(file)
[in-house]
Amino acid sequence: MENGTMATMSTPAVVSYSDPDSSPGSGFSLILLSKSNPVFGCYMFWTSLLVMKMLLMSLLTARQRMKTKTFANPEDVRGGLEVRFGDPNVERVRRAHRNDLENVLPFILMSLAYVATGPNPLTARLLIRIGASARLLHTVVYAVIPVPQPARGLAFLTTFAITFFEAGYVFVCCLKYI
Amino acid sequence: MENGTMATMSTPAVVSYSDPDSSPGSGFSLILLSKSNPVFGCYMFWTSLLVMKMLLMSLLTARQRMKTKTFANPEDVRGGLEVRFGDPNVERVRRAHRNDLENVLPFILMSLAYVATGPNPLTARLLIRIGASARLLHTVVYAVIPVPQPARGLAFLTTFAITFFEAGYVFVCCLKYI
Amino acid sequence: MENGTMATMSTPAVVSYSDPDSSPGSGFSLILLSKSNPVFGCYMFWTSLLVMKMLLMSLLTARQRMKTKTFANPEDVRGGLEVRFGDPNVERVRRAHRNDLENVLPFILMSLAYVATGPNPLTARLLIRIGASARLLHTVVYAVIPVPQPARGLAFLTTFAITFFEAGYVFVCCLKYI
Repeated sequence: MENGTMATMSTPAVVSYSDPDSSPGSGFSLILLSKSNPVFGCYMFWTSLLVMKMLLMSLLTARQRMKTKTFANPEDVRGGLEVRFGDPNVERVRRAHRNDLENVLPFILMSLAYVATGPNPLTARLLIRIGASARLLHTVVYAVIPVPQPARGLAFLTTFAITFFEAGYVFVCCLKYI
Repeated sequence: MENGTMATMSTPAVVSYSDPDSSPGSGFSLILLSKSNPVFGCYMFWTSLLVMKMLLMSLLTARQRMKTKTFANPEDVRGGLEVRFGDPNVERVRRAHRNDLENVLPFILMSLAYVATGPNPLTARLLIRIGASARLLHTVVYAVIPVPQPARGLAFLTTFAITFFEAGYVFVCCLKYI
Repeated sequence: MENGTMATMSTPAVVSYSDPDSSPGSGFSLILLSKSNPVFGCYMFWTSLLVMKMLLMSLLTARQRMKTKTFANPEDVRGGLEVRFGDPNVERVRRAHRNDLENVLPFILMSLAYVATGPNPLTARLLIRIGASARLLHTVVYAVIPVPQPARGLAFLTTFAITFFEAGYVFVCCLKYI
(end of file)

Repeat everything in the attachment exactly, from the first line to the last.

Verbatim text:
[in-house]
Amino acid sequence: MENGTMATMSTPAVVSYSDPDSSPGSGFSLILLSKSNPVFGCYMFWTSLLVMKMLLMSLLTARQRMKTKTFANPEDVRGGLEVRFGDPNVERVRRAHRNDLENVLPFILMSLAYVATGPNPLTARLLIRIGASARLLHTVVYAVIPVPQPARGLAFLTTFAITFFEAGYVFVCCLKYI
Amino acid sequence: MENGTMATMSTPAVVSYSDPDSSPGSGFSLILLSKSNPVFGCYMFWTSLLVMKMLLMSLLTARQRMKTKTFANPEDVRGGLEVRFGDPNVERVRRAHRNDLENVLPFILMSLAYVATGPNPLTARLLIRIGASARLLHTVVYAVIPVPQPARGLAFLTTFAITFFEAGYVFVCCLKYI
Amino acid sequence: MENGTMATMSTPAVVSYSDPDSSPGSGFSLILLSKSNPVFGCYMFWTSLLVMKMLLMSLLTARQRMKTKTFANPEDVRGGLEVRFGDPNVERVRRAHRNDLENVLPFILMSLAYVATGPNPLTARLLIRIGASARLLHTVVYAVIPVPQPARGLAFLTTFAITFFEAGYVFVCCLKYI
Repeated sequence: MENGTMATMSTPAVVSYSDPDSSPGSGFSLILLSKSNPVFGCYMFWTSLLVMKMLLMSLLTARQRMKTKTFANPEDVRGGLEVRFGDPNVERVRRAHRNDLENVLPFILMSLAYVATGPNPLTARLLIRIGASARLLHTVVYAVIPVPQPARGLAFLTTFAITFFEAGYVFVCCLKYI
Repeated sequence: MENGTMATMSTPAVVSYSDPDSSPGSGFSLILLSKSNPVFGCYMFWTSLLVMKMLLMSLLTARQRMKTKTFANPEDVRGGLEVRFGDPNVERVRRAHRNDLENVLPFILMSLAYVATGPNPLTARLLIRIGASARLLHTVVYAVIPVPQPARGLAFLTTFAITFFEAGYVFVCCLKYI
Repeated sequence: MENGTMATMSTPAVVSYSDPDSSPGSGFSLILLSKSNPVFGCYMFWTSLLVMKMLLMSLLTARQRMKTKTFANPEDVRGGLEVRFGDPNVERVRRAHRNDLENVLPFILMSLAYVATGPNPLTARLLIRIGASARLLHTVVYAVIPVPQPARGLAFLTTFAITFFEAGYVFVCCLKYI